The only way this will work is if you use light/infrared. That is the only way you can get a "radio beam" where the angle subtended by the beam is narrow enough to select one person standing next (3' apart?) to another at a distance of ~40'. Do the Trig.

You would have to use uWaves and a Parabolic Dish antenna about 6' across to do this using radio waves.

How about using "addressability" where all receivers compare a received code to their own address to see if they should respond?
 

marcbarker

New Member
The only way this will work is if you use light/infrared. That is the only way you can get a "radio beam" where the angle subtended by the beam is narrow enough to select one person standing next (3' apart?) to another at a distance of ~40'. Do the Trig.

I think there's lots of different ways to transport the radiative illumination to the targets:

Best I can think of is CW Tone-Modulated IR laser + diverger optics + parabolic reflector. The IR energy concentration uW / cm2 made low enough not to be a risk to eyesight (even looking straight into the dish), yet high enough to activate a tuned super-regenerative reciever in each RX. The attenuation of the broad area beam over distance is minimal if collimated to the same size of the dish.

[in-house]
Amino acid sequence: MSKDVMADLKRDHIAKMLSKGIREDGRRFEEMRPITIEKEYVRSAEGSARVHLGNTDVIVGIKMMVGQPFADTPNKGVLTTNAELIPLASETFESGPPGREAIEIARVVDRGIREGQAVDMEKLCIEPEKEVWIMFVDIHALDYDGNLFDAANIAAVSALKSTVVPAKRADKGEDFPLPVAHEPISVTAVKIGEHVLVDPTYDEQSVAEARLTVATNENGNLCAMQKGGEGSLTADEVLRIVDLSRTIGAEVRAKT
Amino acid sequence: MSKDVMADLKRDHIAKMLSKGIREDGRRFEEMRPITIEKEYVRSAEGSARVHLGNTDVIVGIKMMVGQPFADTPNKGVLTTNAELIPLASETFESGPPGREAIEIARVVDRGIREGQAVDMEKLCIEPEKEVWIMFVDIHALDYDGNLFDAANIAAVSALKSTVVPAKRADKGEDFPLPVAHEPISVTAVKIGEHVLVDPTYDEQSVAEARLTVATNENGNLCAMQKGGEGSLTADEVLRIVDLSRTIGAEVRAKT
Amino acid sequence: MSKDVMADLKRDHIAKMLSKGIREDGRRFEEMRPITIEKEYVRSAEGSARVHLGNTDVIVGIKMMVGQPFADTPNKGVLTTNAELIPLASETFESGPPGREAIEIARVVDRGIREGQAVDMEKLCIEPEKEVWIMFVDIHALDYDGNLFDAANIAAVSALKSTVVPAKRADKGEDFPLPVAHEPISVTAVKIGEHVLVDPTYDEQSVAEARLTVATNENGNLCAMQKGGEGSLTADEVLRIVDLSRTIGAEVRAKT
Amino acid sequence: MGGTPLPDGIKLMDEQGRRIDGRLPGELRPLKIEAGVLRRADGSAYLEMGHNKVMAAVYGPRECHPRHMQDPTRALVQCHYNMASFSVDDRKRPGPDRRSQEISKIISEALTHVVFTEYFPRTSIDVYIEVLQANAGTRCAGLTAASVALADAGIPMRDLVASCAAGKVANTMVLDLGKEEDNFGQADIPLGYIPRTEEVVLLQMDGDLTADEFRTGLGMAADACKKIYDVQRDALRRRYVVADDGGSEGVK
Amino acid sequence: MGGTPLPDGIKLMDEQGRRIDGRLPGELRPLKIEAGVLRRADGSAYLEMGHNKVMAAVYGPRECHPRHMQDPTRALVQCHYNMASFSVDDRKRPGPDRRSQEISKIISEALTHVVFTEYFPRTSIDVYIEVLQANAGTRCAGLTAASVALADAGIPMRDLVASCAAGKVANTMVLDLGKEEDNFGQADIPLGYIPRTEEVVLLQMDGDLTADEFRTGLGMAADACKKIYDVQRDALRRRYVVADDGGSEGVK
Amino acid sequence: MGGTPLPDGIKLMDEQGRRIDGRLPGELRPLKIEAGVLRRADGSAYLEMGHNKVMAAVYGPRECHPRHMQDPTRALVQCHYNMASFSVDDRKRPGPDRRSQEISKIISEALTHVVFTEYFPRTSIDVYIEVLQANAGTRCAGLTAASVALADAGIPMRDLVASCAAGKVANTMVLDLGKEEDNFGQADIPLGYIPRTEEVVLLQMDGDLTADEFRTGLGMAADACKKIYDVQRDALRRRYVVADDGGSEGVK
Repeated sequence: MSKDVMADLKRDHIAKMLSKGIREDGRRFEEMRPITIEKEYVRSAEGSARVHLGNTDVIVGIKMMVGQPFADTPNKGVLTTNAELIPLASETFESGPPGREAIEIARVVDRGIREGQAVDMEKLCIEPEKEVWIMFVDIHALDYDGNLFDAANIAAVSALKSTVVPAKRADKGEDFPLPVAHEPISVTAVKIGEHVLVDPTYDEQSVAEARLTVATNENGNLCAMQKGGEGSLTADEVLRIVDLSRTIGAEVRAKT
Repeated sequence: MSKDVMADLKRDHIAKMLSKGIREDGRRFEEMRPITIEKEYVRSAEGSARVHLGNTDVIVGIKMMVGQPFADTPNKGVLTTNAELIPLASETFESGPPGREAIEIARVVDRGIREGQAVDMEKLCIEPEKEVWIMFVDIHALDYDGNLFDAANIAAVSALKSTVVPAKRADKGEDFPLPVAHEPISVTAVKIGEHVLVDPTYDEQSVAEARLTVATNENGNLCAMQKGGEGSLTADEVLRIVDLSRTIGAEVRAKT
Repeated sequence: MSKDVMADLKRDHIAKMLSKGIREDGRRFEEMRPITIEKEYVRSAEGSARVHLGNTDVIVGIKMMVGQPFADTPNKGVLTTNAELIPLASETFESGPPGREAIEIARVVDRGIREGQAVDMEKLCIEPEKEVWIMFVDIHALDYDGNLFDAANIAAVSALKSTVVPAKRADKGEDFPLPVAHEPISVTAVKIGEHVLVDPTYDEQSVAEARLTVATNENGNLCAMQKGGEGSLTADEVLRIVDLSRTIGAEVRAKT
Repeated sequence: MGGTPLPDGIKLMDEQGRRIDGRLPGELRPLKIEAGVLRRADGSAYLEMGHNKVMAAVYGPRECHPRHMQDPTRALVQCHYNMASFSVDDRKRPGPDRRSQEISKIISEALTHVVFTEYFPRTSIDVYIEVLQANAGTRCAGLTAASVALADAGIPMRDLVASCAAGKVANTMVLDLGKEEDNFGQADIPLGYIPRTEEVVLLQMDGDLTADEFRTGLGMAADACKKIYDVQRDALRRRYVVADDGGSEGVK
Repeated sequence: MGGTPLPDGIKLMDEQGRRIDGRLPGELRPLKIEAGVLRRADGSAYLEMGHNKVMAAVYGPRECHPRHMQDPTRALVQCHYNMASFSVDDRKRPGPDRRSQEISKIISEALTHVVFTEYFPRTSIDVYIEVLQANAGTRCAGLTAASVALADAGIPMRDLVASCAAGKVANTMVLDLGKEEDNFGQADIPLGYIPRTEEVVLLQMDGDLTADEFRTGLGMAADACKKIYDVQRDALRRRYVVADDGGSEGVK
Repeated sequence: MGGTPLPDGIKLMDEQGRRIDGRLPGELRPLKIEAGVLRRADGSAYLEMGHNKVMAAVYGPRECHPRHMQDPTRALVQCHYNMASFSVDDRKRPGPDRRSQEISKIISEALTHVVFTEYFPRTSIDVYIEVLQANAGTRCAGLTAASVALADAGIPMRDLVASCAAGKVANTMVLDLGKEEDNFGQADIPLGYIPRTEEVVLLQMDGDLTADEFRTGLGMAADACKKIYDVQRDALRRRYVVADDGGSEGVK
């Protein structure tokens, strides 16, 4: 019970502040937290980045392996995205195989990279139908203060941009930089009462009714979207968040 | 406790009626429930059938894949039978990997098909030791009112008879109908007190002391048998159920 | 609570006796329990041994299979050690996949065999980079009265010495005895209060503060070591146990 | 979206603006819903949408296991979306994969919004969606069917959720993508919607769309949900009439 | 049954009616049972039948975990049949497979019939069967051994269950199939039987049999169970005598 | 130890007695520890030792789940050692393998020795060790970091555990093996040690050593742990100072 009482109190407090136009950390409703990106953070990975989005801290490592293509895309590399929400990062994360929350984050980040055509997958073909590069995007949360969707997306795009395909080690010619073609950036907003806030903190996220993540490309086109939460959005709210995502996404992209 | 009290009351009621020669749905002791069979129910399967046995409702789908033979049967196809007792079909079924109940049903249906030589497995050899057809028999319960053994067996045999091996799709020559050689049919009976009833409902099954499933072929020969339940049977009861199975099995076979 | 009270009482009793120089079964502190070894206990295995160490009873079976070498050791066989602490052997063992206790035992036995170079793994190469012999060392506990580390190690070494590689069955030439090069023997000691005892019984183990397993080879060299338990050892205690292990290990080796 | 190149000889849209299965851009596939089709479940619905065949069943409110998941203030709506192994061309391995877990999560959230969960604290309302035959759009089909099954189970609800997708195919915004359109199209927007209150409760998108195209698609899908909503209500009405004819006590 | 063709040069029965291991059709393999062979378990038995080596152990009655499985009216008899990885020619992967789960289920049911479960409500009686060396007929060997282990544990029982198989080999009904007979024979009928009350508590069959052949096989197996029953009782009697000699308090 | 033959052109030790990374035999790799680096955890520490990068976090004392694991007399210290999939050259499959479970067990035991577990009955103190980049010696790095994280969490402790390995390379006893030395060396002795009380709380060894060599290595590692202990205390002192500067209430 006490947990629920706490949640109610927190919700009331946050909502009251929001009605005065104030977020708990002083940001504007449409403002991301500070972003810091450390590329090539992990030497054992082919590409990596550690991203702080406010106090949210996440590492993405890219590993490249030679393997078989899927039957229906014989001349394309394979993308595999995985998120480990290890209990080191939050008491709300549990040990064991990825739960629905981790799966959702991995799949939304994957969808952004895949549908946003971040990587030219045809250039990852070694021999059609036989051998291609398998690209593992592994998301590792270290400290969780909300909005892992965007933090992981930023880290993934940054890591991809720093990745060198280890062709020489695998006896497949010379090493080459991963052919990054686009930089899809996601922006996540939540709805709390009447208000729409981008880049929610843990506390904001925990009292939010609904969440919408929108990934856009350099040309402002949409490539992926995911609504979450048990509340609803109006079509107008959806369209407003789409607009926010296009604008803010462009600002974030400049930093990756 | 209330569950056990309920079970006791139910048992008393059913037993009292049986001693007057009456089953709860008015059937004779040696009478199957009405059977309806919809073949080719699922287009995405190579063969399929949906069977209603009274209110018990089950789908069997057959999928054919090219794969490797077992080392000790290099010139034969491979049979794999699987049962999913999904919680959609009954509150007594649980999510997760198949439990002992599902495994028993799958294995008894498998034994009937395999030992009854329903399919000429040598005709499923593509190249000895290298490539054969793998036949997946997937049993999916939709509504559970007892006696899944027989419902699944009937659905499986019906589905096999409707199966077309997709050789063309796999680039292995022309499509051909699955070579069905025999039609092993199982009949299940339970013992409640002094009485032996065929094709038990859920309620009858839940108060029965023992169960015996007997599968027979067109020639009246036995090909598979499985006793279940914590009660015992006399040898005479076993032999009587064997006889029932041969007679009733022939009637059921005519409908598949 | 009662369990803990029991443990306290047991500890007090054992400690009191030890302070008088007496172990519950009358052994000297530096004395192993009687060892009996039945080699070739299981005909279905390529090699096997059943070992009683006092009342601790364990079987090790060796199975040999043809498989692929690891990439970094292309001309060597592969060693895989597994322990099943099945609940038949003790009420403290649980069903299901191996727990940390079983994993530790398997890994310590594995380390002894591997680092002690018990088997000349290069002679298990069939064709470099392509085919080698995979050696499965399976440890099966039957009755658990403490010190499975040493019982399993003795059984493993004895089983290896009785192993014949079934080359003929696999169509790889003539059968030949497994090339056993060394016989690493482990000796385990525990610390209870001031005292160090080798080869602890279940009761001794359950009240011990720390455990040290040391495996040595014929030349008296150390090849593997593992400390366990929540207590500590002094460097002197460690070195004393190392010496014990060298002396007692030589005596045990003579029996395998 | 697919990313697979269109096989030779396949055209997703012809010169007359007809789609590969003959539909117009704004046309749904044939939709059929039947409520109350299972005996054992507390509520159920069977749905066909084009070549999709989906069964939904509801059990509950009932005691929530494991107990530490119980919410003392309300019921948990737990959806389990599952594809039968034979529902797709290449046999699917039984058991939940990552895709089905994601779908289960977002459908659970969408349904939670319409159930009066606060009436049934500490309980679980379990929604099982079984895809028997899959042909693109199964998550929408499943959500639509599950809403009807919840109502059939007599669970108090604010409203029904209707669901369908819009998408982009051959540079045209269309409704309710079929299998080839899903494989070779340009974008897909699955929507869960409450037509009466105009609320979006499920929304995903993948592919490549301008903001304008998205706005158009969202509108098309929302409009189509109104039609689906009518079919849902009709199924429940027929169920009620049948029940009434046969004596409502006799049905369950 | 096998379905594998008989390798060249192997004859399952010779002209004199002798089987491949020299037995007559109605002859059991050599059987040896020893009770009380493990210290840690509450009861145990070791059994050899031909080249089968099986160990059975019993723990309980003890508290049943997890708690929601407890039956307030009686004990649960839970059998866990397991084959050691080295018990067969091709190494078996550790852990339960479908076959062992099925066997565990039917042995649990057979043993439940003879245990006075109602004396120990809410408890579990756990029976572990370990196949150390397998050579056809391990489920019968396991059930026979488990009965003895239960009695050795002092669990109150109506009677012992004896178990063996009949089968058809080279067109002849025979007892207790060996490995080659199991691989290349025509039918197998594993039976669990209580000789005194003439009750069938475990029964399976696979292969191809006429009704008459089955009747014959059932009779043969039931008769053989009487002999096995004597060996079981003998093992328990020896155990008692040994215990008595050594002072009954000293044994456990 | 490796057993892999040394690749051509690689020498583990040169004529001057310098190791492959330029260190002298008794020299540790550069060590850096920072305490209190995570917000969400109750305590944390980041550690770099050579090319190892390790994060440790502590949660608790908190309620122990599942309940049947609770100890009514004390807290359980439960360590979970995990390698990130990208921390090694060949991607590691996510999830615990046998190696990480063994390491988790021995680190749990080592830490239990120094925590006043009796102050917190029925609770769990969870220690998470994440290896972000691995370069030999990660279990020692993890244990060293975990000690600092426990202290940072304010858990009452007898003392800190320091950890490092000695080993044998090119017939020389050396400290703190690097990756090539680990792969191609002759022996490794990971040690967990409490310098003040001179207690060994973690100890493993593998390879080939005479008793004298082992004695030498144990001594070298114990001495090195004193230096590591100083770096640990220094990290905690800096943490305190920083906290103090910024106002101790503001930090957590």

If you convert a standard car reflector lamp may be a cheaper possible. Perhaps use a defocused laser, or wide angle NIR LED.

Maybe a modified battery torch can be adapted to provide most of optics.

Or cheap dirty way could be an xy array of narrow-angle NIR LED's, driven by CW tone-modulation.

Reciever: The battery-powered Detector can contain a photodiode, a tuned circuit and 2-transistor regenerative amplifier feeding the LED directly (operating in class-c mode when energised :) )

Probably a fet, a bjt, 4 resistors, 3 caps, inductor, and a photodiode. Oh and an LED and battery

Anyone wanting to patent this, please remember: you saw this here first!
 
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KamalS

New Member
1. Laser (IR really won't work over long distances, > 6m)
2. Use the FM Tx I have been talking about and use a holtek encoder decoder with each unit having a hardcoded ID.
 

marcbarker

New Member
1. Laser (IR really won't work over long distances, > 6m)
2. Use the FM Tx I have been talking about and use a holtek encoder decoder with each unit having a hardcoded ID.


my 0.02: 1. IR seems to work OK over 93 million miles!

I'm puzzled now... I thought the OP requirement was that any RX would respond to the same signal? (no addressing at all)